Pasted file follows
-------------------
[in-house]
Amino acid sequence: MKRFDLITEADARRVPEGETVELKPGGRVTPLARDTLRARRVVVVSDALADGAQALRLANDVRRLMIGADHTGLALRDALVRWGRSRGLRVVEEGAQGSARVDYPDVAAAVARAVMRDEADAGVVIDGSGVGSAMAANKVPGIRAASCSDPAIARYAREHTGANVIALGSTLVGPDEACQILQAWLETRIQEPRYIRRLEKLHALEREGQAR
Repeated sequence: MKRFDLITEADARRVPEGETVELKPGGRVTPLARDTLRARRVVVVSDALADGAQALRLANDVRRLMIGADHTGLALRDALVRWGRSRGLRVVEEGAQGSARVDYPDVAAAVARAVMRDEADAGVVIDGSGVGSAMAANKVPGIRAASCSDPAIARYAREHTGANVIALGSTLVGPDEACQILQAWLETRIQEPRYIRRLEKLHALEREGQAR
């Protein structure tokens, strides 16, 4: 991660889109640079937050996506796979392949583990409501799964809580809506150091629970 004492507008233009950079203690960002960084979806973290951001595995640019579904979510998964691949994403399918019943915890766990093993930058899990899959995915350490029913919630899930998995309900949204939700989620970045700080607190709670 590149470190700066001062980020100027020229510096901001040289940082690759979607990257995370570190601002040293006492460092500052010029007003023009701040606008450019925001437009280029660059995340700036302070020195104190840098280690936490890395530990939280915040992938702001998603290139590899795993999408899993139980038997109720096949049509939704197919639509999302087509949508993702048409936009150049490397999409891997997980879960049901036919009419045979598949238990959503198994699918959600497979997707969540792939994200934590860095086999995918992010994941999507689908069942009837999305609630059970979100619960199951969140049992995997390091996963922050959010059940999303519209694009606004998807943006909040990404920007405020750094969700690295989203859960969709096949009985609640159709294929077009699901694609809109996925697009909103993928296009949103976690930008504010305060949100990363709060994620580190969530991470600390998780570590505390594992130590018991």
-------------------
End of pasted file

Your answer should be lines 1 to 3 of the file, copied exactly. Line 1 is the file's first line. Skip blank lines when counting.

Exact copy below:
[in-house]
Amino acid sequence: MKRFDLITEADARRVPEGETVELKPGGRVTPLARDTLRARRVVVVSDALADGAQALRLANDVRRLMIGADHTGLALRDALVRWGRSRGLRVVEEGAQGSARVDYPDVAAAVARAVMRDEADAGVVIDGSGVGSAMAANKVPGIRAASCSDPAIARYAREHTGANVIALGSTLVGPDEACQILQAWLETRIQEPRYIRRLEKLHALEREGQAR
Repeated sequence: MKRFDLITEADARRVPEGETVELKPGGRVTPLARDTLRARRVVVVSDALADGAQALRLANDVRRLMIGADHTGLALRDALVRWGRSRGLRVVEEGAQGSARVDYPDVAAAVARAVMRDEADAGVVIDGSGVGSAMAANKVPGIRAASCSDPAIARYAREHTGANVIALGSTLVGPDEACQILQAWLETRIQEPRYIRRLEKLHALEREGQAR